Susanna, Nancy and I met at Nancy Davidson’s opening on the 28th, where we would have all met on September 11. Everyone there was very happy to see each other. As for many of us, it was the first time I was out in the city after dark, other than standing at Lispenard and Church. We had a nice dinner, although all we talked about was it, from every angle of conversation possible. At about 10 PM as we crossed Ninth Avenue at 23rd we heard sirens. A motorcade approached as if for a visiting dignitary: an unmarked black police car with red light flashing on its roof stopped downtown traffic in mid-intersection. Three motorcycle cops, then at least six more passed preceding an ambulance, which was followed by a state police car and a NYPD police car. When they find the body of a policeman or fireman, they give the ambulance trip to the morgue an honor guard of three motorcycles so this seemed even bigger and yet it wasn’t even anything that would ever be on the news. Thinking about that day in Chelsea, I’m reminded of  “Quack, Quack! Stick to My Back!” an Italian Folktale retold by Italo Calvino: a good witch gives a young man a magic goose and a formula to win the hand of a princess who has decided, “I won’t laugh even if my life depended on it.” One fool after another is glued to the goose and to the person before him until a chain of fools causes the princess to roar with laughter. I’m not saying my friends and I were fools exactly though we do look almost incongruously happy: we were happy to get out, to do something, to see each other again, and we were in a state of elation fueled by shock. But as the day progressed we formed a growing chain, as a group of 3 became 5, a group of 5 became 7, and then 8, and we all stayed together as we went along. But at the same time, already that day there was a sense of aesthetic rupture: the galleries were filled with art that had been made before it, much of it relying on  trite tropes and recipes that now felt intolerable.

Fall 2001, seen from Liberty Street: the great standing ruin of the South Tower, a magnificent trace of modernism, Mondrian's Boogie Woogie meets Smithson's "Monuments of Passaic, New Jersey, " the grid undone. After looking for awhile a friend said, "It's something else." And that is exactly it, you see something, but what you see bears no relationship to what was. You think, if I get closer, if I get on top of it, maybe then I will understand and yet even what I did see I couldn't understand.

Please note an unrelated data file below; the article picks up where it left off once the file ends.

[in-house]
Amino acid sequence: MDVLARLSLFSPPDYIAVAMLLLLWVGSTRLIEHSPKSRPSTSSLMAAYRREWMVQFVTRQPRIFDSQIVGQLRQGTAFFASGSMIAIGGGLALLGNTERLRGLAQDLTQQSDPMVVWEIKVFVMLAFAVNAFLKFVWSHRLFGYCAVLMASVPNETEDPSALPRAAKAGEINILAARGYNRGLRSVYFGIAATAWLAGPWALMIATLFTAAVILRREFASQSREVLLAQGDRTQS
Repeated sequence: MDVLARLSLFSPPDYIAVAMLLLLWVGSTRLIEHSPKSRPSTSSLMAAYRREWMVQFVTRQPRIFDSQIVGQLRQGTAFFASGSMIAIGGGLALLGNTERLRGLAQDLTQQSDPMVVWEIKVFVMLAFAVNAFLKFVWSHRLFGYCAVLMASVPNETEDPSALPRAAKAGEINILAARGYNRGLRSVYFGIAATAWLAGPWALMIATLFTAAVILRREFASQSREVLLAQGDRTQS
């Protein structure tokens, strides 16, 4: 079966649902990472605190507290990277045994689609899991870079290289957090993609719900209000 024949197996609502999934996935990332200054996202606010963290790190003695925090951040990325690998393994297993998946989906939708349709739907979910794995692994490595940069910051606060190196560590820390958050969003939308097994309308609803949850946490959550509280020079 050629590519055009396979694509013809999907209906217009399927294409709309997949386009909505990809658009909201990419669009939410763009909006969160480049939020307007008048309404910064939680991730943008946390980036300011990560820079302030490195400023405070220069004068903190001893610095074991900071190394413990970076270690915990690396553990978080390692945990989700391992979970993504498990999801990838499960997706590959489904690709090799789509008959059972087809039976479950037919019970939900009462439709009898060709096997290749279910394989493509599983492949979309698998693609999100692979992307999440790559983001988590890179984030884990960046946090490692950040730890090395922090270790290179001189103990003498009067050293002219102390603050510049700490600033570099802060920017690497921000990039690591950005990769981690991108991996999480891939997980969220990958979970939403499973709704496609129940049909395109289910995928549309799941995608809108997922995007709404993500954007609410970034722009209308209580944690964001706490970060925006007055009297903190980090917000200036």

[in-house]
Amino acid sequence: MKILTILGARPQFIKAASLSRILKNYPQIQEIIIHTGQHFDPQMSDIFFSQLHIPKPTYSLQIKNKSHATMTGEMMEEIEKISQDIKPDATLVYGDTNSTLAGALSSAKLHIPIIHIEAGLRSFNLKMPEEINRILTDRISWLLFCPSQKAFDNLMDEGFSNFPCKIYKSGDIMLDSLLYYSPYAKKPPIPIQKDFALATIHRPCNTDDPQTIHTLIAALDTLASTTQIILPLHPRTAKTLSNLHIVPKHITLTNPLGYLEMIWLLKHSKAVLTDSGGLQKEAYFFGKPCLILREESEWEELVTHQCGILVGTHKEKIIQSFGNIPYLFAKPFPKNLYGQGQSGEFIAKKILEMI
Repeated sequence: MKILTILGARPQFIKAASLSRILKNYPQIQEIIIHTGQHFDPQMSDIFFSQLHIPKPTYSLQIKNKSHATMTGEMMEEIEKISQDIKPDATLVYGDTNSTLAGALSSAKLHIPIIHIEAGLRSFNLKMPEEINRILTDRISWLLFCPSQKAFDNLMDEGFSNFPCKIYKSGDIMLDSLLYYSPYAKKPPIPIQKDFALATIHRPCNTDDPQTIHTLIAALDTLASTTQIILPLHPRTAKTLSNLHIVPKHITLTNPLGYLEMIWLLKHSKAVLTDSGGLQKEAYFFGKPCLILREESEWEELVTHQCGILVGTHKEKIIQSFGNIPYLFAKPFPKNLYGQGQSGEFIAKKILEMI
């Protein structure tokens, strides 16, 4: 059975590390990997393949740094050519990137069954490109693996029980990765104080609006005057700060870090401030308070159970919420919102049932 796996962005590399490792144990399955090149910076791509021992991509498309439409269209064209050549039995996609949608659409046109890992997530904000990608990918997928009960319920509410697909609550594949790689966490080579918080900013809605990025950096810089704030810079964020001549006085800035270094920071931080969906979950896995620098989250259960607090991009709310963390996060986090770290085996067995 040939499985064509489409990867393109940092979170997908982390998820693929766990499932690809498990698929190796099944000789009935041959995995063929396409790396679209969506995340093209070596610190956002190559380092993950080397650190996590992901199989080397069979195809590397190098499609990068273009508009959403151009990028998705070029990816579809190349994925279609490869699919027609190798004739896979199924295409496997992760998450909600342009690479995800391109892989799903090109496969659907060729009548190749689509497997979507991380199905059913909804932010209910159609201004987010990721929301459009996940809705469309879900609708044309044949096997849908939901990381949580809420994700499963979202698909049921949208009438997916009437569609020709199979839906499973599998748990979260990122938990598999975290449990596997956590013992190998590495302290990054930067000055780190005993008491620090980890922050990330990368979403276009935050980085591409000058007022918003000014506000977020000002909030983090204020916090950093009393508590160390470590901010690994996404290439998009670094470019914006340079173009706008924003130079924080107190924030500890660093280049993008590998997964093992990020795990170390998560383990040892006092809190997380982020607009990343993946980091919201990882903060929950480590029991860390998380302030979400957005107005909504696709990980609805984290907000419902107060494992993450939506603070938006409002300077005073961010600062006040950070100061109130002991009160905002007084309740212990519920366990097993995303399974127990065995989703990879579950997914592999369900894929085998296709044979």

May 29, 2002, there was a motorcade on Canal Street escorting the last steel beam from the World Trade Center out of Manhattan. Canal Street, normally an interstate highway, was cleared completely in both directions between the Holland Tunnel and West Street and the Manhattan Bridge

The last beam was covered with a flag and flowers, laid over a black cloth, like the casket of Princess Diana. After it passed, traffic returned and city life resumed.

*

To this day I carry in my bag these two scraps of images stuffed into a small plastic ID sleeve:

Twin Towers, September 11, seen from just below 8th street and Sixth Avenue

Newspaper article with reproduction of the still from the documentary being filmed on the morning of September 11, 2001 by George and Jules Naudet, taken from the corner of Lispenard and Church Streets

*

This year may mark the last year of The Tribute in Light. I wrote about this great art work here last September 11. It would a great loss if this brilliantly effective memorial was dismantled for want of money.

*Finally, my own memorial would have been really cheap. If I may be allowed a bit of fantasy, here is what for me remains a vivid image, as if it actually existed: at the very center of where the old complex had been, with the ground and the slurry wall left bare, would be a small replica of the towers made of precious metals and jewels, a Fabergé egg of the World Trade Center, as it were.

Souvenirs

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Towers of Light

Each September 11 that I have been in New York since 2001, I have gone out to stand at my corner at 9:02 AM as I was that day looking 14 blocks down Church street. And in the evening I try to get as close to the source of the Towers of Light, designed by artists Julian LaVerdiere and Paul Myoda, (and now re-titled “Tribute in Light” because victims’ families felt the original title emphasized the buildings and not the people. However the original title is how I think of the piece, whose original project title was “Phantom Towers”). This work is one of the greatest public memorial artworks, whose eventual elimination after September 11, 2011, will be yet another loss. Of the lights I wrote, in an unpublished addition to my text “Wishful Thinking” published in Architectural Record online on September 11, 2003, in which I imagined various suitable memorials other than the one that is being built: